Light carries both spin and orbital angular momentum and the superpositions of these two dynamical properties have found many applications. Many techniques exist to create such light sources but none allow their creation at the femtosecond laser. Here we report on a novel mode-locked ytterbium-doped fiber laser that generates femtosecond pulses with higher-order Poincaré sphere beams. The controlled generation of such pulses such as azimuthally and radially polarized light with definite orbital angular momentum modes are demonstrated. A unidirectional ring cavity constructed with the Yb-doped fiber placed at the end of the fiber section to reduces unnecessary nonlinear effects is employed for self-starting operation. Two pairs of diffraction gratings are used for compensating the normal group velocity dispersion of the fiber and other elements. Mode-locked operation is achieved based on nonlinear polarization evolution, which is mainly implemented with the single mode fiber, the bulk wave plates and the variable spiral plates (q-plate with topological charge q=0.5). The conversion from spin angular momentum to the OAM and reverse inside the laser cavity are realized by means of a quarter-wave plate and a q-plate so that the polarization control was mapped to OAM mode control.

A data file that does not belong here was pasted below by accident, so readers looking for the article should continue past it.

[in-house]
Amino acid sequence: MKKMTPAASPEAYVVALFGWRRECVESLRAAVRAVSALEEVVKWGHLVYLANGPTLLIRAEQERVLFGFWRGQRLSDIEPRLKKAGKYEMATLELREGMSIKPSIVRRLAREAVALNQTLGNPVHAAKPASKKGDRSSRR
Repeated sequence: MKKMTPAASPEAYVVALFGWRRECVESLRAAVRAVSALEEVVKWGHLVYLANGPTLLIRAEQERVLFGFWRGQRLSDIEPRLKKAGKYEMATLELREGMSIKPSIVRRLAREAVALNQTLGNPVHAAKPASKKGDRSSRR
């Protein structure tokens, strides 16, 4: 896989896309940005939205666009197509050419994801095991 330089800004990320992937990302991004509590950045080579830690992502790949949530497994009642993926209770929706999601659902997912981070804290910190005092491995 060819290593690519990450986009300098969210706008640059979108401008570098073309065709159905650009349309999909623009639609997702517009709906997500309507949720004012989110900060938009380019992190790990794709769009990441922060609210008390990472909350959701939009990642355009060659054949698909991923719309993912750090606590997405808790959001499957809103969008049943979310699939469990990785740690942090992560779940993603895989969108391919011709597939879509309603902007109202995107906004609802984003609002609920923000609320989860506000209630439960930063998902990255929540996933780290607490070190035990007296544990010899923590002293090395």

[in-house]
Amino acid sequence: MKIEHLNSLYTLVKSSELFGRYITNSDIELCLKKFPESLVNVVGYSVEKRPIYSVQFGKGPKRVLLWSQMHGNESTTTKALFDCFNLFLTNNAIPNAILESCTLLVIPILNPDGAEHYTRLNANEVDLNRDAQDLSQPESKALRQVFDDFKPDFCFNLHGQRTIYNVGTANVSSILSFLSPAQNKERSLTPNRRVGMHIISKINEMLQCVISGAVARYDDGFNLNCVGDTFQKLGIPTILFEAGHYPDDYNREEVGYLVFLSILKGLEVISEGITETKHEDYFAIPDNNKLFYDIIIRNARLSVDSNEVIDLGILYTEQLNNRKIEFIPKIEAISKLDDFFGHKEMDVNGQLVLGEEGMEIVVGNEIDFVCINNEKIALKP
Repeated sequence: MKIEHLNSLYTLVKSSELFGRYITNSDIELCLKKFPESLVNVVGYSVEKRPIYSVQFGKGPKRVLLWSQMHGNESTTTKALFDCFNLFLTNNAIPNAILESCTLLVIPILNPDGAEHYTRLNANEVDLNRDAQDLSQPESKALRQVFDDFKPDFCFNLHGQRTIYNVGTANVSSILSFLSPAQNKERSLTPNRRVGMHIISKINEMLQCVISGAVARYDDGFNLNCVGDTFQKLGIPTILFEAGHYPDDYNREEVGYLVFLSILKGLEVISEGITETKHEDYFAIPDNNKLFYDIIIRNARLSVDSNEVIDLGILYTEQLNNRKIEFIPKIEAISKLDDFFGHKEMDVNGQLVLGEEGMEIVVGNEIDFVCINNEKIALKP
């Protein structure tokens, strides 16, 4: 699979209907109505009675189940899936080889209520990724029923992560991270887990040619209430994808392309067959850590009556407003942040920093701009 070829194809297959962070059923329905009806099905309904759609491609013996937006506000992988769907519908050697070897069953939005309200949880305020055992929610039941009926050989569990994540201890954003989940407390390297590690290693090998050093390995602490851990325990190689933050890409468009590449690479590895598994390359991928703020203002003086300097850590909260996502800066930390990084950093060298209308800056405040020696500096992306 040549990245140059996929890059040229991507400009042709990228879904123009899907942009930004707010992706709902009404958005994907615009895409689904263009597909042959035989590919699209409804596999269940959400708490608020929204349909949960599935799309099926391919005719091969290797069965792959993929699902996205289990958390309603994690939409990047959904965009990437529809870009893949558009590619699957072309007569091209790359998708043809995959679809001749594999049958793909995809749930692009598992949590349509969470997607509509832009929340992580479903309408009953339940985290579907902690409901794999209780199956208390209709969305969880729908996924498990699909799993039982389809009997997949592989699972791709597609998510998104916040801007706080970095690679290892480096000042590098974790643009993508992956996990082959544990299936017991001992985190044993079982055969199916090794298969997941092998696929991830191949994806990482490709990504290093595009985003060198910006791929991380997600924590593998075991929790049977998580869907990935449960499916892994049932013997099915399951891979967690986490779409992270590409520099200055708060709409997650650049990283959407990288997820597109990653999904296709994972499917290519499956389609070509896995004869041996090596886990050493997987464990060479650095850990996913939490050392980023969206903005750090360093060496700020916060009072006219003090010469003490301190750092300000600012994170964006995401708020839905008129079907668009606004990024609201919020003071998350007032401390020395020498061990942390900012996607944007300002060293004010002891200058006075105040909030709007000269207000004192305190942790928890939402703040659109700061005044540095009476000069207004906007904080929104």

To demonstrate the total spatiotemporal and vectoral characterization of the new type femtosecond laser beams, here, a polarization-sensitive Mach–Zehnder interferometer temporal scan technique was used, at the first time, to capture the complete information of the pulse. The corresponding measurement device, placed on the collimated and attenuated beam at the laser output and simply consists of a special Mach–Zehnder interferometer, a polarizing beam-splitter and two charge-coupled device (CCD) cameras. The reference beam with vertical polarization is exported from the cavity and attenuated to a suitable intensity by using a neutral-density filter. After Fourier filtering, removal of the reference curvature, correction of achromatic wave-front distortions, spectral phase and amplitude reconstructions, as well as the measurement for the intrinsic phase of the reference pulse, the complete information of the pulse will be obtained. This new measurement capability opens the way to in-depth characterization and optimization of the vector vortex femtosecond laser pulse and ultimately to the detection of new phenomena of the interactions between materials and structured femtosecond laser beams in space–time and polarization.